When you think of a bad tasting protein shake, the most common thing is to think of clumps.
It applies to every type of protein powder I’ve ever had, whether it was whey, casein, pea, hemp, etc.
On top of that, clumps can stick to the side of your bottle, blender, or glass, meaning that you’re essentially wasting some of that protein.
Clumps are the enemy.
The good news is that there are many things you can do to reduce or eliminate clumps.
Table of Contents
Factors That Affect Protein Shake Clumps
There are 6 main factors that affect clumping, I’ll break them down one at a time in this post:
- Powder mixability (surface area)
- Mixing order
- Amount of solid
By the end, you’ll know how to make a shake with minimal protein powder clumps.
Pick the Right Protein Powder
Some protein powders mix vastly better than others.
Most are okay, but a few of them are terrible.
The biggest factor that I’ve seen here is the size of the protein powder itself. Some powders that mix really well, like PlantFusion, have much smaller grains of powder than most brands.
You can either try a bunch out yourself, or see my guide to the best tasting plant-based protein powders; all the top ranked ones mix well.
If you’re interested in a whey or casein powder, you might be able to find a similar guide on a different site.
Some protein powders mix better than others. The easiest way to tell from a visual inspection is to look at how small the grains of powder are.
Add Liquid Before Protein Powder
If you ever find that protein powder sticks to the bottom or edges of your shaker, this is why.
When you add protein powder first, and then liquid, it forms a sludgy barrier at the edges of your container that prevents the shake from mixing completely.
The simple solution is to always add the liquid first.
Adding your liquid before protein powder reduces clumps significantly compared to adding the powder to your bottle first.
Use Warmer Liquid to Reduce Clumping
Anyone who has taken high school chemistry knows that the speed of reactions of any kind are influenced by temperature.
In general, warmer things mix or react faster than cold things.
When I started pouring the almond milk in my shaker bottle a few hours ahead of time to allow it to warm up to room temperature, the amount of clumps in my shakes went down approximately 50-75%.
Alternatively, microwave the liquid for 30-60 seconds if you’re using it straight from the fridge.
Finally, I know it may seem gross at first, but some protein powders taste better in water, and you can just use room temperature water from the tap.
Warmer liquid improves the solubility of protein powder in liquids, and tastes better in my opinion once you get used to it.
Use the Right Mixing Tool to Minimize Clumps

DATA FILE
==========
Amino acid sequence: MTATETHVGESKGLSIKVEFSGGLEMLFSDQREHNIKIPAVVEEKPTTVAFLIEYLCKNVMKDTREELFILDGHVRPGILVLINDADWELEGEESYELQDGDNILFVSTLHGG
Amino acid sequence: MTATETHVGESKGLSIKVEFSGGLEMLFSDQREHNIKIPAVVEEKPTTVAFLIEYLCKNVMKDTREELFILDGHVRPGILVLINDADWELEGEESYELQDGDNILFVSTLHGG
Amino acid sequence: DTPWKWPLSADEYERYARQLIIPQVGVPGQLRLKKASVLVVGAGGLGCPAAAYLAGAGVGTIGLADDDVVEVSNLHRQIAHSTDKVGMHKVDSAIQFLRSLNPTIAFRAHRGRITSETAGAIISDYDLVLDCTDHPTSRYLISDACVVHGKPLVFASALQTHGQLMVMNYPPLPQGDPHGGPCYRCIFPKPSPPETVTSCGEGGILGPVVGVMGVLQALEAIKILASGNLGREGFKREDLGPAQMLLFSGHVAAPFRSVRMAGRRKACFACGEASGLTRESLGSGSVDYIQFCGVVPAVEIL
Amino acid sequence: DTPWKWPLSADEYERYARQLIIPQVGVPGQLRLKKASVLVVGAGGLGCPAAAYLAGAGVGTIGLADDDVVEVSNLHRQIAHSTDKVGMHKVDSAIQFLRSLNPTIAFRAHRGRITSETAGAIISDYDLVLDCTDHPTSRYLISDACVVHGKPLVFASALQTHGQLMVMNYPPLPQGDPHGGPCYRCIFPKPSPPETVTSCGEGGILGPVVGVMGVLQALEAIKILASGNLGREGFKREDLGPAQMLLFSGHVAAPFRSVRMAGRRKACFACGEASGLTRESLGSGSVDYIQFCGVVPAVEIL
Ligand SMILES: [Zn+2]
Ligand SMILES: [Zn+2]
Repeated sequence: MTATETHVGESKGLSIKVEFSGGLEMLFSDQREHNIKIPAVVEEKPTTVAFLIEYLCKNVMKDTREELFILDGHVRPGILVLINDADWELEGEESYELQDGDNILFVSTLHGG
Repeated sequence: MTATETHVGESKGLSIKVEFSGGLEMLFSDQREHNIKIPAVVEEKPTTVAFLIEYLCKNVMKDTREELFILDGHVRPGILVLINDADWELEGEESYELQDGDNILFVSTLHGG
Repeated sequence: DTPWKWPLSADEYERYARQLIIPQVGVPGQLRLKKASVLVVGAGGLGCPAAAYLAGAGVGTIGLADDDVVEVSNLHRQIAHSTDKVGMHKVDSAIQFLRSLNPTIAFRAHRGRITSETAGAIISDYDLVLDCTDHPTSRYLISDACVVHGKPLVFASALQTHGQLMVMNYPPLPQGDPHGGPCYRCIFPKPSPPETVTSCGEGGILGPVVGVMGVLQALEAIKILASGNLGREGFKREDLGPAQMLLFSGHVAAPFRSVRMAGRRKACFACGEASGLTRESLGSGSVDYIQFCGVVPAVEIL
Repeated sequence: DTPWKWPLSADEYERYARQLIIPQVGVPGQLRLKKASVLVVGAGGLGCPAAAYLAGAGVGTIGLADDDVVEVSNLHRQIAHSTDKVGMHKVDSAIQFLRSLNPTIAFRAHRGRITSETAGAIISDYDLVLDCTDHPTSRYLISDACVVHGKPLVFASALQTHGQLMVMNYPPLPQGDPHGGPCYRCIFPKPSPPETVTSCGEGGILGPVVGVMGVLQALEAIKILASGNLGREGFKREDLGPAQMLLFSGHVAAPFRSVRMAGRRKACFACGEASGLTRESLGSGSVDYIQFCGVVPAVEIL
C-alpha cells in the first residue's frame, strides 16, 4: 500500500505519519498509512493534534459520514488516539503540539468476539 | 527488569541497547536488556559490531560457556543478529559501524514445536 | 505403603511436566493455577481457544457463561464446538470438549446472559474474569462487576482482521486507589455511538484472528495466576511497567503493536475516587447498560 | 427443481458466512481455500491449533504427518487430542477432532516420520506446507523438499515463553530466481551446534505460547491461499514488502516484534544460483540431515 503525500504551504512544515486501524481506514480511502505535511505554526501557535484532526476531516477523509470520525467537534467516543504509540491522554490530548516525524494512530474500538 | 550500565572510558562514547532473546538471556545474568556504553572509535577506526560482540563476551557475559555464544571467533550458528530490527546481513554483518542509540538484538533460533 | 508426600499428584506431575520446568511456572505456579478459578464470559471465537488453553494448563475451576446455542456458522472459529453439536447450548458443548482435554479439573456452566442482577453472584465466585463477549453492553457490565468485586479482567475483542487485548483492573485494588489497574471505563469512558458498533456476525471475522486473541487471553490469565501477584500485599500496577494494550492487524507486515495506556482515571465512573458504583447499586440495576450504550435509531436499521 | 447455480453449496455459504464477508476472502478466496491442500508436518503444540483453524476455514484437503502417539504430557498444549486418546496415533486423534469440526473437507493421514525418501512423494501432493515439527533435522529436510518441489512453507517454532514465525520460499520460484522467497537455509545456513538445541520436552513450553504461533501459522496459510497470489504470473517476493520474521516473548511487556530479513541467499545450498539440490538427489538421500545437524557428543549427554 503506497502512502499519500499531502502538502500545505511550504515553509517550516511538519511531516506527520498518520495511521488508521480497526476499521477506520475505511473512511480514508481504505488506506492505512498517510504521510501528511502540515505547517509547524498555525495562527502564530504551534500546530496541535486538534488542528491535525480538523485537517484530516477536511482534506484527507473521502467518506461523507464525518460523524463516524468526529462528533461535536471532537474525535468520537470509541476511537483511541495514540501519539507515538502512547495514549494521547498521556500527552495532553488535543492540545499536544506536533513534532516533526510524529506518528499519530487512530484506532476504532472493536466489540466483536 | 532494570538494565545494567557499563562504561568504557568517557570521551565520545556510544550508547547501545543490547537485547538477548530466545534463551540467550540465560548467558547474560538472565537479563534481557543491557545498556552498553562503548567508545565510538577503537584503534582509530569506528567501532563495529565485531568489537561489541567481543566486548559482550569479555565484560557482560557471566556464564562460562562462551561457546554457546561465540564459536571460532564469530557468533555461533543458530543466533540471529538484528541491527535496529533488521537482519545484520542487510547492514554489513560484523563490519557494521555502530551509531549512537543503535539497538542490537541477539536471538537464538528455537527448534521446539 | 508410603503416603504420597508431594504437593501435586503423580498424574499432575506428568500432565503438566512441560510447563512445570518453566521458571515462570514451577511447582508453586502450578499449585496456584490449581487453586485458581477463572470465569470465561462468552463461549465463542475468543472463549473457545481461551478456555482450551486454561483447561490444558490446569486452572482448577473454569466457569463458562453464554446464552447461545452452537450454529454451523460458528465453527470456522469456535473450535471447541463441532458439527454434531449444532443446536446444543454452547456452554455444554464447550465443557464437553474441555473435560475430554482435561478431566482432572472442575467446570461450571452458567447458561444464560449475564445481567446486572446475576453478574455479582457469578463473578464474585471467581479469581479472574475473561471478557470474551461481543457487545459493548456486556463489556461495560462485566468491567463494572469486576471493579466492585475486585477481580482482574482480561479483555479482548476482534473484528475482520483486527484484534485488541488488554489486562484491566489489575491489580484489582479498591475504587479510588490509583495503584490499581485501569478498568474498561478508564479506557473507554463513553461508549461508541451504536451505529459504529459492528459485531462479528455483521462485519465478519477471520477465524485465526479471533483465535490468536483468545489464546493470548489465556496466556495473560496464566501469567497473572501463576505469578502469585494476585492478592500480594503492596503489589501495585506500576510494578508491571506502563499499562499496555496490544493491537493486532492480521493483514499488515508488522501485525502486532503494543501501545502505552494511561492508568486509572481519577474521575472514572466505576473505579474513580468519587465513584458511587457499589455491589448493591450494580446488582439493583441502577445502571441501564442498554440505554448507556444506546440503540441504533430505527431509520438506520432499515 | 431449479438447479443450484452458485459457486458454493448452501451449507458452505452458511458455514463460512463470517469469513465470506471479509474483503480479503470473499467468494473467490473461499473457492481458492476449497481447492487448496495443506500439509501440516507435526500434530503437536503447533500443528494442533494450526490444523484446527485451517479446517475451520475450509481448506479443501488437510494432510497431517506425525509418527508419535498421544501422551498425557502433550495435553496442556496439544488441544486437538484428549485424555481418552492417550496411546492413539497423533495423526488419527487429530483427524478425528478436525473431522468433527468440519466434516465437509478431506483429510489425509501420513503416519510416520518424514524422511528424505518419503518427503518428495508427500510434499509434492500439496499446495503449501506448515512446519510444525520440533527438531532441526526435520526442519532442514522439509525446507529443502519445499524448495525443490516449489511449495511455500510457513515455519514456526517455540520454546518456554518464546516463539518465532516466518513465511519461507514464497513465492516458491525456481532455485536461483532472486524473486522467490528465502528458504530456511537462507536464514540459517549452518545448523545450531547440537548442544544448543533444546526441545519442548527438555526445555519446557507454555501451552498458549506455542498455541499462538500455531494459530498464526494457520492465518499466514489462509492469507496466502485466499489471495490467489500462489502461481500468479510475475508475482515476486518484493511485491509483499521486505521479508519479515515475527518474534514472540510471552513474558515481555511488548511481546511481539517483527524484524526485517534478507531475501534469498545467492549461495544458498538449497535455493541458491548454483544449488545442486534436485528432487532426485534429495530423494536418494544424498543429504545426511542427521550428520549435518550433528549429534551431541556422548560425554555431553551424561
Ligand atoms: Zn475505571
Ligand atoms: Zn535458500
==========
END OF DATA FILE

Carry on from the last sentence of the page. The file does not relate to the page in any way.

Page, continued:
The mixing tool you choose, as well as the mixing order can have a huge impact on how well your powder mixes.
Here are common mixing tools in order from best to worst:
- Blender – Nothing will beat a blender. There are even portable bottle blenders if budget isn’t a problem.
- Shaker bottle with metal mixer – The mixer acts like a whisk and removes most clumps.
- Shaker bottle with plastic mixer – Mixes okay, but you’ll often have clumping issues.
- Glass and spoon – Works reasonably well, but can leave clumps depending on the specific protein powder.
Using a blender is ideal, but can be a pain due to not being portable and extra cleaning.
A shaker bottle with a standard metal mixer will do a very good job. It’s what I use 95% of the time.
The more you hate protein clumps, the more you should lean towards using a blender.
The Protein Powder to Liquid Ratio (and Order)
As you add more and more protein powder, it becomes harder (or even impossible) for it to dissolve in the liquid.
If you’re finding that you have a ton of clumps, try adding a bit less protein, or more liquid.
In general, you should mix powder and liquid in about a 1:15 (grams:mL) ratio. In other words, mix about 20 grams of protein powder with at least 300 grams of liquid, and scale that up if you want more protein per shake.
If you’re getting more protein shake clumps than expected, try adding more liquid or less protein powder to your shakes.
Mix Long Enough For Clumps to Disappear
I’ve had some friends complain that their shakes have clumps after shaking for 10-15 seconds.
That’s not long enough.
I’ve found that 30-45 seconds is right around the point where you get the best results. Shaking for longer may help a bit, but not significantly in most cases.
Protein powder takes a bit longer to dissolve than most people expect. Make sure you’re mixing it for long enough, and put a little bit of effort into it if you want a smooth shake.